Episode 68: Discussing Discount Points

John Schutze & Andrew Thurston of Supreme Lending discuss how the point system works with home loans, and what it means to have a discount point.

3.45% is the current average interest rate, according to Freddie Mac's latest survey. However, there are a lot of factors that may bring in adjustments to that rate, John and Andrew say.

"A common phrase I hear is that people want 'no points,' or 'I don't want to pay any points!'" The Freddie Mac rate specifically includes average points of .5 -- it's not the zero point rate," John says. 

"The rates that are quoted generally have some sort of associated discount points," John explains. 

"We're definitely competitive out there with other lenders and banks," Andrew says. 

"I had a client this week who was about to go with another lender after starting the process with us," John says. "They emailed me and said they were going to go with another lender because their rates were better. She put these round numbers in an email, and it didn't look right to me because her closing costs were $500 - so unless the lender was waqiving their fees AND the title company's fees, it just didn't add up. So in a very nice way, I told her to send me that in writing - I want to help people, and I didn't want her to go down the road and find out later about those costs. She had called online to a lender and wasn't even given a written quote!"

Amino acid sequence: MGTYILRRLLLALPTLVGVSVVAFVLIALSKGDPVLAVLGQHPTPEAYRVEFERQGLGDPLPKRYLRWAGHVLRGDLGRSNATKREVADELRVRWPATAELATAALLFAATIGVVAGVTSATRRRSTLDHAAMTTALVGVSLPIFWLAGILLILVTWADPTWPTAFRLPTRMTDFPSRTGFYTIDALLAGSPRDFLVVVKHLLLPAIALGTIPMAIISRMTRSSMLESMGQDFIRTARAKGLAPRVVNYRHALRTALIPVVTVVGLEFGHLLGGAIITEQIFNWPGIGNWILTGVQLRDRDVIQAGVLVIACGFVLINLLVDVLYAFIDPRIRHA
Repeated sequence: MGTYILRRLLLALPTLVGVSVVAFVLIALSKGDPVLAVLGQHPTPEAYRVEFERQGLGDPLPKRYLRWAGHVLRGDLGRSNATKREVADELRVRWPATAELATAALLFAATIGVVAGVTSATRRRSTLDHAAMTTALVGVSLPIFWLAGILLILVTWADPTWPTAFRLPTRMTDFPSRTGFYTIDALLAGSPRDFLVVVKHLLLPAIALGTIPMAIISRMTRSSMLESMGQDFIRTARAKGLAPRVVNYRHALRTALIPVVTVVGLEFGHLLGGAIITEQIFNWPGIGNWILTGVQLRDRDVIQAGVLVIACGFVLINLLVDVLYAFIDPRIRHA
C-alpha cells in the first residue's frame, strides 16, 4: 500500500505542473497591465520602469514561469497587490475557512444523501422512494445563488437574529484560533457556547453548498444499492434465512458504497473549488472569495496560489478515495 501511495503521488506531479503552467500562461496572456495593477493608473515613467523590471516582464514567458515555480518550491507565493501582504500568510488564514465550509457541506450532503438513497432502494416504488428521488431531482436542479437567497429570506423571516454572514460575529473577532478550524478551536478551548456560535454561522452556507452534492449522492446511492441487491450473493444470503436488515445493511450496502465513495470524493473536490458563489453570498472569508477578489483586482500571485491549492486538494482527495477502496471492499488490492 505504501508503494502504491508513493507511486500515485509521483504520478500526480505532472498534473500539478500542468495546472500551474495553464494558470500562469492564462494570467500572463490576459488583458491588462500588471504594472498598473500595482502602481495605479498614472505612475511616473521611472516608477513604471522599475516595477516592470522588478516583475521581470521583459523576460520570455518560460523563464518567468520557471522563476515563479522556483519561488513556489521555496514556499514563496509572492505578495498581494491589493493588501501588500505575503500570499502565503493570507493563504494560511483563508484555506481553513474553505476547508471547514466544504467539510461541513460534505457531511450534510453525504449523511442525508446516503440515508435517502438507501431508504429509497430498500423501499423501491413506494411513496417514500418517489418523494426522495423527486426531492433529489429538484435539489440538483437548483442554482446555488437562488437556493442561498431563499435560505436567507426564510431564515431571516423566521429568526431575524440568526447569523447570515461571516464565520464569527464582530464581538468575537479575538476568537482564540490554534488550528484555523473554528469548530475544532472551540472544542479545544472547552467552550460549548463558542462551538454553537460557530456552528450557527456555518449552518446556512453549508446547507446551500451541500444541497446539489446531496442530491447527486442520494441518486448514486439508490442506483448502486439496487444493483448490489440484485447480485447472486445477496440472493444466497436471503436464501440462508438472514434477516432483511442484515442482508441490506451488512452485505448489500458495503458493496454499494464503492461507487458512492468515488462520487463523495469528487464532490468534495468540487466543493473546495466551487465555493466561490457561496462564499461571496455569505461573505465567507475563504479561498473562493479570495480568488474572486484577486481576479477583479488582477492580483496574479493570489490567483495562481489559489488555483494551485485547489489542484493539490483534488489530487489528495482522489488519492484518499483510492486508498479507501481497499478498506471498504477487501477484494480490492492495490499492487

What is a discount point? 

Discount points come up a lot, so it's important to know what they are:

"Discount points are basically money that you pay to bring the interest rate down," Andrew says. "So in this case the point is equal to 1% of the loan amount, so if you're buying a $250,000 home and putting 20% down, your loan is $200,000. So one point there is going to be $2,000. If the Freddie Mac average is half a point, then they are likely paying $1,000 to drop that interest rate a little bit."

"I'm seeing these tiers - you may pay one point just to get an 1/8th percent off, since rates are so low right now. What we're actually seeing is a lot of clients aren't paying too many points because it doesn't really pay off right now," John says.

"You pay your normal lending fees plus the title company fees, so if today you paid a point, you could get down to 3.375, paying $2,000 on a $200K house -- your payment will be $28 cheaper if you do that,' John explains. "So one thing we do is help people understand what their break-even is; so how many months would have to go by before that savings of $28 per month adds up to the $2k you paid?"

"A lot of lenders seem to give clients a one-rate option, whether discount points are included in that number or not. This is especially true with online lenders and banks, quite frankly," John says. "That's why it's so neat what we do, because we give our clients a matrix chart of different rate options so they can see what they are saving and where with different points and rates."

Bonus: Discount points are generally tax deductible, so if you pay points now, you can increase your tax deductions slightly!


If you'd like a consultation or have further questions about how discount points work, give John or Andrew a call at (512) 524-8310. 

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